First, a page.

About Chris Horner

teaches, studies and writes about philosophy and many other things. He is the co-uthor (with Emrys Westacott) of the CUP book 'Thinking Through Philosophy'. He has studied at the University of Sheffield, UEA, Goldsmiths and Roehampton University and has a PhD, the subject of which was Hannah Arendt and Kant's theory of reflective judgment. He has a strong interest in politics, history, literature, the visual arts and music.

KEN LOACH’S ‘I, DANIEL BLAKE’: A BRIEF NOTE ON TWO ILL FOUNDED CRITICISMS

(1) ‘It’s sentimental‘ . No, it isn’t. ‘Sentimental’ is when you focus on how much you are enjoying your own sensitivity. Sentimentality’s essential object is oneself, and it’s faux, inauthentic, self indulgent. ‘Love Story’, for anyone who can recall it, was sentimental. IDB is emotional: its object is on the people portrayed and yes, it aims to upset you and make you angry – that is, if you are emotionally alive as a human being. This is not ‘sentimentality’. (2) ‘The working class characters aren’t realistic: they don’t swear, scream or drink’. This one says more about the assumptions of the … Continue reading

The Morning After the Referendum of the Sinister Clowns

As I write this some interesting events  are occurring in the wake of the ‘Brexit’ referendum. Labour shadow cabinet members are striving to oust the leader, Corbyn, on the strange grounds that he didn’t back their (losing) position enthusiastically enough,  but rather seems to have more in common with the people who voted the other way. Yes: the best thing these people can think of at a time of national crisis is to pick up the telephone and plot against their leader. Not that they have any kind of plan. They don’t: they’ve no plan. At a time when we need … Continue reading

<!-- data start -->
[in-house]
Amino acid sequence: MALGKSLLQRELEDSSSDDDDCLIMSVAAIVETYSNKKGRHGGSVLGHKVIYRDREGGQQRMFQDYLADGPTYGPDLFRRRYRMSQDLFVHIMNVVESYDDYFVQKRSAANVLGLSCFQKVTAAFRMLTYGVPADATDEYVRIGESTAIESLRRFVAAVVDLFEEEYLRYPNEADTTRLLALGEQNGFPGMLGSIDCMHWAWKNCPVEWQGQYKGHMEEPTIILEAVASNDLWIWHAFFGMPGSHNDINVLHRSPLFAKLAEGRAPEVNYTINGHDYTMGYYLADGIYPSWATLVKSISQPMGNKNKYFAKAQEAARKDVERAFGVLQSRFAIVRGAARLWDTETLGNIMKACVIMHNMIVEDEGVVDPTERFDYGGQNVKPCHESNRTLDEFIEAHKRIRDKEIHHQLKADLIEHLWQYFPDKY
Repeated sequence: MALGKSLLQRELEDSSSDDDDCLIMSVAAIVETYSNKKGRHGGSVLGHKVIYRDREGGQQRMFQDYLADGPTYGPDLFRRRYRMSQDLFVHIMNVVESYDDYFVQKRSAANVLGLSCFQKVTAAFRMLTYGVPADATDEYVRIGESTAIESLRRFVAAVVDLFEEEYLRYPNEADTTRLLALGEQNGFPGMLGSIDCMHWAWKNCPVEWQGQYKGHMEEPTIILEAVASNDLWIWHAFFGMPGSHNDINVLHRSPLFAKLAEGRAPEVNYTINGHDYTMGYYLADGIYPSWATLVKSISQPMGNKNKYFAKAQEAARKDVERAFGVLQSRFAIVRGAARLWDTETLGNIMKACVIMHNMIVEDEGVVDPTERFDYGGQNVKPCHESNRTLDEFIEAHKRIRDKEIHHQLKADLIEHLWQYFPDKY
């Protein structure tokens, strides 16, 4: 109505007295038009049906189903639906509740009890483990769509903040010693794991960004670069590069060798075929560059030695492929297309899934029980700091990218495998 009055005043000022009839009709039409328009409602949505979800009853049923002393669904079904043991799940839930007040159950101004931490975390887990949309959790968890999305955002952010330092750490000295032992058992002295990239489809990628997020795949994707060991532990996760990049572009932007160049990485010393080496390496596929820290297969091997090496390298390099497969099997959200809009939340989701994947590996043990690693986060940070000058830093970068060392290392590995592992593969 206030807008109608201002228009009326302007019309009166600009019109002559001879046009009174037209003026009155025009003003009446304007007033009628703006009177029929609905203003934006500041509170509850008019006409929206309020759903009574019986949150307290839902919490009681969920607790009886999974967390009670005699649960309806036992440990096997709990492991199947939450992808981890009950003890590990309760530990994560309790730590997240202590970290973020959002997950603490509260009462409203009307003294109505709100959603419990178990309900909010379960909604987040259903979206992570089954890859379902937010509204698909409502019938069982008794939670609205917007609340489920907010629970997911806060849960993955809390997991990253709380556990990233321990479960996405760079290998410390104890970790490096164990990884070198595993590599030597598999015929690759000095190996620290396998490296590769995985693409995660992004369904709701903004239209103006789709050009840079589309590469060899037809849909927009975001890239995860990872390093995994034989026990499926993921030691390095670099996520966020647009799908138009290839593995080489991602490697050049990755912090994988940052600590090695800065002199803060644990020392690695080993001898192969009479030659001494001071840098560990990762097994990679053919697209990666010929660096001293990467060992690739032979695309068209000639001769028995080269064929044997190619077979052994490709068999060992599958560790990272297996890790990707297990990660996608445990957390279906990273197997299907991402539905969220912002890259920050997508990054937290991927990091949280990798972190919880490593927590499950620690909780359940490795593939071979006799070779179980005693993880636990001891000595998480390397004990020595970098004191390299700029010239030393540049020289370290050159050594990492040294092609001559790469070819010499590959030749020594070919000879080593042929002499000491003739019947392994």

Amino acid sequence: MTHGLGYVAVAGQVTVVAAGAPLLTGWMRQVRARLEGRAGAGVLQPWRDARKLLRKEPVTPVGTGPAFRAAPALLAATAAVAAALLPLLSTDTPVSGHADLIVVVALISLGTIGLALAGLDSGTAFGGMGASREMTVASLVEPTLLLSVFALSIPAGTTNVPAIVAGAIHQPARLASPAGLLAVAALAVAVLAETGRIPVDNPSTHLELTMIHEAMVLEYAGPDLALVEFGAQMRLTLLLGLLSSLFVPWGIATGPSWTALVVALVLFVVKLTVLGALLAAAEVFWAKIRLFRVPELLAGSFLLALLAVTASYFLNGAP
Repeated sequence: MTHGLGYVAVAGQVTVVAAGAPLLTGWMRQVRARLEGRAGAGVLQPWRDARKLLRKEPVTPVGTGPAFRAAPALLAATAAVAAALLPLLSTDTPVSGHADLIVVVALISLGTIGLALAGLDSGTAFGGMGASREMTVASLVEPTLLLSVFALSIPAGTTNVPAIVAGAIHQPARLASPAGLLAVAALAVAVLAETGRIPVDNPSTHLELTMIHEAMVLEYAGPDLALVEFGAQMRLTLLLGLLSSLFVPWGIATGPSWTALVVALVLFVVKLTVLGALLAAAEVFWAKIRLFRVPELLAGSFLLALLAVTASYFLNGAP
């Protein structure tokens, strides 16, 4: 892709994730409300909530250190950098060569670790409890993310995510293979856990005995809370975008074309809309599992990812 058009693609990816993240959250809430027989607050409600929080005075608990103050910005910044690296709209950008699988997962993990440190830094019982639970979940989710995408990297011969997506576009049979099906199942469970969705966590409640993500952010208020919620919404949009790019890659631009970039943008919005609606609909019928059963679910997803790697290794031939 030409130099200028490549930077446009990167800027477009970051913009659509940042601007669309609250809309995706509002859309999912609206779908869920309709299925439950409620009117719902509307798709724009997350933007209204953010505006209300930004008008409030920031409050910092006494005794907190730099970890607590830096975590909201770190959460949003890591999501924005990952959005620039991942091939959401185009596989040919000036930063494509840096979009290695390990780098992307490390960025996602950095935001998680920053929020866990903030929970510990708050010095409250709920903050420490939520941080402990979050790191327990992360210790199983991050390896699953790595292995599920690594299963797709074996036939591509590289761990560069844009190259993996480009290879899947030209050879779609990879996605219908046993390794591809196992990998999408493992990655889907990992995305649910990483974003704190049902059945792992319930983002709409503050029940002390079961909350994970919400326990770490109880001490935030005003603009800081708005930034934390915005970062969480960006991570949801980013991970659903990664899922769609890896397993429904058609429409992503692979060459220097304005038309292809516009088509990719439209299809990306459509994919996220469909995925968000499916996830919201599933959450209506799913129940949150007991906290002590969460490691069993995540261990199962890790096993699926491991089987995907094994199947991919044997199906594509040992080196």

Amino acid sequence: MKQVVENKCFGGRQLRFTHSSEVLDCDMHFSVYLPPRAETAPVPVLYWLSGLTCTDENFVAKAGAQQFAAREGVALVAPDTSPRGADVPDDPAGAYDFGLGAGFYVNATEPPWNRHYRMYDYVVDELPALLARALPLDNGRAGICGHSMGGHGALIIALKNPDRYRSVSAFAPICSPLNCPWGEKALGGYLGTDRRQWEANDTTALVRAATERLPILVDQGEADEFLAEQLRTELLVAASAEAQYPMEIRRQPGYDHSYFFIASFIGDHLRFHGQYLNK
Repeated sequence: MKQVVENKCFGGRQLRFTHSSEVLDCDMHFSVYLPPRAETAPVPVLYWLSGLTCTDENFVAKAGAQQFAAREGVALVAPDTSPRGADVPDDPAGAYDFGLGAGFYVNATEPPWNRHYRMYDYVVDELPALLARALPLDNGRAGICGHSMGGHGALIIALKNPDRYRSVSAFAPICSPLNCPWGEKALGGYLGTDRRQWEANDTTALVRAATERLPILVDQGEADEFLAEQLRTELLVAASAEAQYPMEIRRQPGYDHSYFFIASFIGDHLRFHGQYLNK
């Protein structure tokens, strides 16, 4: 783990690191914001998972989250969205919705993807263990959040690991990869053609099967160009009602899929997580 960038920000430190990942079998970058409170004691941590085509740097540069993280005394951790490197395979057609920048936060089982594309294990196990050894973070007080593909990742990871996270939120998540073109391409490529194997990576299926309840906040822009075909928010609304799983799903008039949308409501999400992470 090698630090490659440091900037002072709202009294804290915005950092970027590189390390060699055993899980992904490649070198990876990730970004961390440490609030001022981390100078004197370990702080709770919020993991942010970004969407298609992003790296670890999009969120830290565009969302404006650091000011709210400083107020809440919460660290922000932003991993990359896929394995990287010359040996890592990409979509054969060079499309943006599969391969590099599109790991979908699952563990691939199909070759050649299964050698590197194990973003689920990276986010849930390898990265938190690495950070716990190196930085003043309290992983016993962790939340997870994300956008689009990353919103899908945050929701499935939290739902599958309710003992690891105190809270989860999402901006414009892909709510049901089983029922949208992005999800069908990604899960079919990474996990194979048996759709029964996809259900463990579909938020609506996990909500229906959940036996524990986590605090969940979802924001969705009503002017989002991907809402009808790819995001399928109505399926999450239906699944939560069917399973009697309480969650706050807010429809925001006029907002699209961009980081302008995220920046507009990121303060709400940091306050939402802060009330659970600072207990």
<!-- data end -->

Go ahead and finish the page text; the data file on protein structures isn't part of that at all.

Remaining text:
The Referendum of the Sinister Clowns.

I feel I’m being forced into this referendum by a political class that is intent on manipulation and jockeying for position, not for substantial social or political reasons. It hasn’t arisen from some profound demand by ‘the people’ to settle an issue of sovereignty and democracy. It’s been foisted on us. We need a politically savvy debate on just these issues, but this certainly isn’t it. No wonder so many people are switched off. None of our masters care a fig for ‘the sovereignty of the British people’, or ‘the democratic will and rights of  the citizen ‘ etc etc.’ It’s frivolous chatter. And … Continue reading